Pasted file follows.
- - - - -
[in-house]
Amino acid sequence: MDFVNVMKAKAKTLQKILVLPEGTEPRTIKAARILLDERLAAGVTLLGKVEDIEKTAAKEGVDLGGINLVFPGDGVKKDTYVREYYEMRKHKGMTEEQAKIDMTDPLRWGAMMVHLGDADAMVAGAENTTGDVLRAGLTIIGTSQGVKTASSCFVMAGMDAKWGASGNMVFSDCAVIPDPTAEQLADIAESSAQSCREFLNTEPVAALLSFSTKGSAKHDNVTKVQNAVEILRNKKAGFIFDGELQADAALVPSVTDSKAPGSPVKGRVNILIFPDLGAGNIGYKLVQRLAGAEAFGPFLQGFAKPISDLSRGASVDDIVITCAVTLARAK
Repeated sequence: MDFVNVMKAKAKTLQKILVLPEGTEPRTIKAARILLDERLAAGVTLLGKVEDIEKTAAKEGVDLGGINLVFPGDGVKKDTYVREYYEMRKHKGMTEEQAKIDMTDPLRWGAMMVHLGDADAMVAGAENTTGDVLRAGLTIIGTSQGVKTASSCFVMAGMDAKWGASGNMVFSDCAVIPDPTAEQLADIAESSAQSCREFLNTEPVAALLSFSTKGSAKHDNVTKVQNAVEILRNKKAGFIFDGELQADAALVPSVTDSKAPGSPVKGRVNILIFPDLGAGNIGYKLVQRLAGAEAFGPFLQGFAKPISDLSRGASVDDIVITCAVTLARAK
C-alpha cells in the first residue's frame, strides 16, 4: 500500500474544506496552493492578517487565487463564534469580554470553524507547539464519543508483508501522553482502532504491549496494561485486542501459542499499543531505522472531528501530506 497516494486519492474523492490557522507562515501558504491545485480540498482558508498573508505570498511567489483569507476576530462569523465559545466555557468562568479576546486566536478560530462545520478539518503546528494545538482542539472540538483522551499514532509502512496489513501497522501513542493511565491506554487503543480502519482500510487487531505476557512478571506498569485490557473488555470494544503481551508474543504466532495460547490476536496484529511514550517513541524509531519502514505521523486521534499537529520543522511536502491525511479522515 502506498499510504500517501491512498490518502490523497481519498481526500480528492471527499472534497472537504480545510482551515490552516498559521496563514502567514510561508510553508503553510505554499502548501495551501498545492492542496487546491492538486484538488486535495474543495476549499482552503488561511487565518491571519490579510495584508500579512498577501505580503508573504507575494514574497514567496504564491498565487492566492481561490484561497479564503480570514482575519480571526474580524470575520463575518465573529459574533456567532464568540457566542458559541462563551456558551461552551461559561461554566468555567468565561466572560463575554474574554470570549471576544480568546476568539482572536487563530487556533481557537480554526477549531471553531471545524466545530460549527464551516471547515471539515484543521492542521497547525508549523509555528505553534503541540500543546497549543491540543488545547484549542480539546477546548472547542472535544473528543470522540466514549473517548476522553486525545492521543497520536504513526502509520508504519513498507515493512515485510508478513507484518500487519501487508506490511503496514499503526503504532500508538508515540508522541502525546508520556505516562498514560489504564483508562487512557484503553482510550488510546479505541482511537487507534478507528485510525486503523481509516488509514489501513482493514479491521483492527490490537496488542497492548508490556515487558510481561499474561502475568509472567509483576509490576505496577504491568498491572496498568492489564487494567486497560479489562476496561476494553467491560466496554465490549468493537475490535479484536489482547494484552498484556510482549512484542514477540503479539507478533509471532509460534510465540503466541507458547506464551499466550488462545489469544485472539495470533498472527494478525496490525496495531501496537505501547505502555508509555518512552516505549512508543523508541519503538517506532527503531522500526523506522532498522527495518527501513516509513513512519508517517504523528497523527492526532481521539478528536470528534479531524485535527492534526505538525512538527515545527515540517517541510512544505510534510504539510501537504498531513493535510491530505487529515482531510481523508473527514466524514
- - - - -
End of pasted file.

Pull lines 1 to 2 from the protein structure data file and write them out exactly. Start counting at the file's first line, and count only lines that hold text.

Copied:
[in-house]
Amino acid sequence: MDFVNVMKAKAKTLQKILVLPEGTEPRTIKAARILLDERLAAGVTLLGKVEDIEKTAAKEGVDLGGINLVFPGDGVKKDTYVREYYEMRKHKGMTEEQAKIDMTDPLRWGAMMVHLGDADAMVAGAENTTGDVLRAGLTIIGTSQGVKTASSCFVMAGMDAKWGASGNMVFSDCAVIPDPTAEQLADIAESSAQSCREFLNTEPVAALLSFSTKGSAKHDNVTKVQNAVEILRNKKAGFIFDGELQADAALVPSVTDSKAPGSPVKGRVNILIFPDLGAGNIGYKLVQRLAGAEAFGPFLQGFAKPISDLSRGASVDDIVITCAVTLARAK